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Photo of Terence Creamer

26th August 2022

By: Terence Creamer
Creamer Media Editor

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From a high level the energy transition pathway for South Africa is clear.

The country needs to shift from a highly centralised, top-down market structure to a more decentralised and bidirectional model, involving many more participants.

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The failing vertically integrated monopoly should be unbundled to create an independent grid company and system operator that facilitates generator competition and the emergence of stable distribution entities that can, eventually, offer customers value- and price-based choice.

The aged fleet of polluting and climate-changing coal-fired power stations should be progressively replaced by a combination of wind, solar and flexible generators that, even after the inclusion of grid- stabilising ancillary services, represent the lowest-cost, least-regret and cleanest supply option for a country whose future export competitiveness will increasingly hinge on its ability to decarbonise.

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Scratch below the surface of that portrait of the future and a more complex picture emerges – one that comprises very many legislative, regulatory and organisational brush strokes.

The changes at Eskom alone are difficult to fully grasp, even if the next step is clear: the creation of a fully independent and licensed National Transmission Company of South Africa (NTCSA), responsible for not only maintaining and growing the transmission network assets, but also for system and market operation.

While the other market reforms should follow from the creation of the NTCSA, it is not a given, especially absent supportive legislation and regulation. The current frameworks continue to lag developments in the market, which is already displaying many of the characteristics of the future system, but without the guardrails required to ensure technical and financial sustainability.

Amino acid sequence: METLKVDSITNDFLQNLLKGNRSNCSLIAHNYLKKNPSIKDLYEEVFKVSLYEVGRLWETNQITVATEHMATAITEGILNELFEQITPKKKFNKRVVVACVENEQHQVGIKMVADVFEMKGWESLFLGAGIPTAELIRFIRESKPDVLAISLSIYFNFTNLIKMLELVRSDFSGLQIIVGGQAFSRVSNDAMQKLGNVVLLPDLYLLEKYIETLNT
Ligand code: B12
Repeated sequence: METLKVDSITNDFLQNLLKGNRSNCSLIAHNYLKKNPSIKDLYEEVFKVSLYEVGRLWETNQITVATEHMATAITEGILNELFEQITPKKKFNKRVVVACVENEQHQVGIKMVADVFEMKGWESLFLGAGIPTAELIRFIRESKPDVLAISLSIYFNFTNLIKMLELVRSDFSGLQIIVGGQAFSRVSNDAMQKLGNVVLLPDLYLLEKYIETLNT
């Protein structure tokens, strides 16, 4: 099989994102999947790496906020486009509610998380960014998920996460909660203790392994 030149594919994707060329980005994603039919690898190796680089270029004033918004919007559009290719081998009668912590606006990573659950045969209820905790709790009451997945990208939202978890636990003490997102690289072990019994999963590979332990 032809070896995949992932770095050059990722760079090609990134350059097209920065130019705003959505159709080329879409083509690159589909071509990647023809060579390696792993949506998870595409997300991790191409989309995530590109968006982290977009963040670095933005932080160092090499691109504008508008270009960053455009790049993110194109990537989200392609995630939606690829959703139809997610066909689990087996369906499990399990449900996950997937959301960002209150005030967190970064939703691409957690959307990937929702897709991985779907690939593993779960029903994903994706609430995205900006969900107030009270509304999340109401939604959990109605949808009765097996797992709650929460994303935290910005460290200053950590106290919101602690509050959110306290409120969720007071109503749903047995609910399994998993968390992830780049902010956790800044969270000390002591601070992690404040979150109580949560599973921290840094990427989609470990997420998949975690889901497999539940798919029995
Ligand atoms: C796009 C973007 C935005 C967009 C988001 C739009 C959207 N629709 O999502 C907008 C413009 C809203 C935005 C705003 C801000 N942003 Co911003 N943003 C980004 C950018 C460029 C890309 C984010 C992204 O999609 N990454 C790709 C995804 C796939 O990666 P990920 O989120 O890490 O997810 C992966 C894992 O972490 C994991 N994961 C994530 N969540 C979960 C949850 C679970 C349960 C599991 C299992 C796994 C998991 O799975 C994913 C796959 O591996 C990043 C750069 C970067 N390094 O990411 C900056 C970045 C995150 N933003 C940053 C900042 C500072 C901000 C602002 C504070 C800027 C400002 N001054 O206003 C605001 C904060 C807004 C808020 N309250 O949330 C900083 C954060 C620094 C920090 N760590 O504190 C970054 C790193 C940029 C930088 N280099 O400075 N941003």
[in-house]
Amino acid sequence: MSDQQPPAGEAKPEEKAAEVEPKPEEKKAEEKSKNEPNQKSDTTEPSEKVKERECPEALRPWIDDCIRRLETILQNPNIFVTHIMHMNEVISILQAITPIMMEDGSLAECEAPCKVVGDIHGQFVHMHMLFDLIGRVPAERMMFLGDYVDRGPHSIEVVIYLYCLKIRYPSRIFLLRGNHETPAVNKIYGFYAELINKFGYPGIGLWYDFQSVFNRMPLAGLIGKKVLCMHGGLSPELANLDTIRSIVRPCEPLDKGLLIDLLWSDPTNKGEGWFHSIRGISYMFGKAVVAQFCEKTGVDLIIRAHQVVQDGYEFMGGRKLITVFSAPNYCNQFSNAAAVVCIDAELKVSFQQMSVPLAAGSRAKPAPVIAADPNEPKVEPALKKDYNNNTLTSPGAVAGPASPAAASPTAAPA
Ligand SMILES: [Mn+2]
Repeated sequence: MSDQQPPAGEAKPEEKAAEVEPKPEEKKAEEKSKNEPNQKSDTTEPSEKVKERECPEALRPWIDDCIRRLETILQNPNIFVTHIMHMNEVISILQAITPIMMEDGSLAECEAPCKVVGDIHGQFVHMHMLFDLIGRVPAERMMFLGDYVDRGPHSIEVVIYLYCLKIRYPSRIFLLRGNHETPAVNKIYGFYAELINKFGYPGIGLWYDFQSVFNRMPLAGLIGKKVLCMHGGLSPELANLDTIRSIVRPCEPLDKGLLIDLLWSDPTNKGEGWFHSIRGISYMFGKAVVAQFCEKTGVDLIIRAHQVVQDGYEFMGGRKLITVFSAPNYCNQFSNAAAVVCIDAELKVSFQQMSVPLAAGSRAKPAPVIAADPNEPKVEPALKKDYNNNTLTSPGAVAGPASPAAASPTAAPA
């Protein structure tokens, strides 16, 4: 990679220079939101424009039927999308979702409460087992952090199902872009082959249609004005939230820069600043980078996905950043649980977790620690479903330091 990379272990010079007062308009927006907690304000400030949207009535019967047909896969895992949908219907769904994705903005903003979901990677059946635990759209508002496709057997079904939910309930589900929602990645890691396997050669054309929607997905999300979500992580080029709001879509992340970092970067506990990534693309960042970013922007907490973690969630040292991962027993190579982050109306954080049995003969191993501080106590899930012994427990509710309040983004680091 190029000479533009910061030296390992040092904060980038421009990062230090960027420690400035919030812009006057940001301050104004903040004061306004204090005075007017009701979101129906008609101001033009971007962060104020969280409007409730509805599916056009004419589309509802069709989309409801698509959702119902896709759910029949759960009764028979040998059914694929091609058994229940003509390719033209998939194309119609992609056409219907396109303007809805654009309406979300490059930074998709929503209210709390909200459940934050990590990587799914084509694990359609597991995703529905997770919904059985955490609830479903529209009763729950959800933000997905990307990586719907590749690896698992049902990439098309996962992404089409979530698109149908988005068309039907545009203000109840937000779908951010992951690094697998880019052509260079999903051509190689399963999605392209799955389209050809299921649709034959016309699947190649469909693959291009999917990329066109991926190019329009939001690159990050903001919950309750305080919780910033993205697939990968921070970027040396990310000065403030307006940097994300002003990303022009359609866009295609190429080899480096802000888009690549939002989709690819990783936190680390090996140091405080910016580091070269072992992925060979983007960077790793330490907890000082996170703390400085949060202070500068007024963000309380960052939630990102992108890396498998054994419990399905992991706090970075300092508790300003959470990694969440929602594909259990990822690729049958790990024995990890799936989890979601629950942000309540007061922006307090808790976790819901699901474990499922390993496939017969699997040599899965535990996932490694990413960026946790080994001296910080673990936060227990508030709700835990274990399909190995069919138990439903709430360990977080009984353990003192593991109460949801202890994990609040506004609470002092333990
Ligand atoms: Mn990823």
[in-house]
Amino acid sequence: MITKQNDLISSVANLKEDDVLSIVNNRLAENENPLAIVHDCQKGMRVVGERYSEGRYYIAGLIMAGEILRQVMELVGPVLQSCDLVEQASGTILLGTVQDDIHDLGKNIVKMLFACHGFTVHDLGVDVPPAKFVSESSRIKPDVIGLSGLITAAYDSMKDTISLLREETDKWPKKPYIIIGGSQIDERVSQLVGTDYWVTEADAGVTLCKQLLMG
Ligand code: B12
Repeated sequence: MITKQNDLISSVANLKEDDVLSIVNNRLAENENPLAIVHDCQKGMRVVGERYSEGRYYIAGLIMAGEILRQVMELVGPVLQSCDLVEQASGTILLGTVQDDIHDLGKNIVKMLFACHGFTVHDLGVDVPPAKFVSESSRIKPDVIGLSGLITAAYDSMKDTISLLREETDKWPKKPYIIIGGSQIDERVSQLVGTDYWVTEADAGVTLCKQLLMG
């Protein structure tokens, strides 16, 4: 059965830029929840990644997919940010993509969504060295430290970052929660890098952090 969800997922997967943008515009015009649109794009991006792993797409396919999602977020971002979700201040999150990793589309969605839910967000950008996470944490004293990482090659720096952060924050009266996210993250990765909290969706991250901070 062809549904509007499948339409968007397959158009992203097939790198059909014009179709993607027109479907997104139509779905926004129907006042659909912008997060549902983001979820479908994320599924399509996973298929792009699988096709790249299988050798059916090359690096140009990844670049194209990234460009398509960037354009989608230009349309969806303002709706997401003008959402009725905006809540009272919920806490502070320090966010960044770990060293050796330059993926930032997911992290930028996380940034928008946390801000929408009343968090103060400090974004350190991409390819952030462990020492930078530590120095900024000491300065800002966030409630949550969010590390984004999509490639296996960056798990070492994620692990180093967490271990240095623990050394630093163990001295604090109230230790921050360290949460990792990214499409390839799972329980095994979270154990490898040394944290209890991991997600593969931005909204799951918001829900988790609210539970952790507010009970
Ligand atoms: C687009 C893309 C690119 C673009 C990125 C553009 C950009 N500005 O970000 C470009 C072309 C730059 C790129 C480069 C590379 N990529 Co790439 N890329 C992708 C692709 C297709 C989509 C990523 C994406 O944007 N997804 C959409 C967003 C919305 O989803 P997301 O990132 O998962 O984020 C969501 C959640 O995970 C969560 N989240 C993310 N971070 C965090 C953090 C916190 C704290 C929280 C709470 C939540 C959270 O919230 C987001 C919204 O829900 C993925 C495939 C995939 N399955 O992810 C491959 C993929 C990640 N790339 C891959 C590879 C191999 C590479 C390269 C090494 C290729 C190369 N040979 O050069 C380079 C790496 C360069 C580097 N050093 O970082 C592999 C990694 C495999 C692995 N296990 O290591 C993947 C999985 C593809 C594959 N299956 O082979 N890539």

Scratch even further to the distribution level and even more and finer brush strokes are revealed – brush strokes that must be applied by hundreds of painters across various distribution entities; some orgnaised but vulnerable, others in the deadly grip of utility death spirals.

Ensuring distributor resilience in a context of ongoing disruption is definitely possible, but still highly complex.

These entities are having to cope with managing regular load- shedding, which has the potential to damage their physical assets if not well implemented, alongside major systemic changes in front of and behind meters. These include new generation technologies, the emergence of prosumers and increasing demands on distributors to not only build and maintain physical assets and ensure frequency control, but increasingly to introduce energy trading, arbitrage and aggregation services.

What’s more, change is expected to be a permanent feature of the future electricity supply industry, as can be seen from a market such as Australia, where nearly 200 rule changes have been made since the initial reforms of the late 1990s, purely to keep pace with market developments.

It’s going to take painstaking attention to detail to ensure that the distribution sector is revived and made resilient to the changes already under way, as well as those that will arise in future. If lawmakers and the regulator fail to intervene constructively and speedily, some distributors may not survive this transition.

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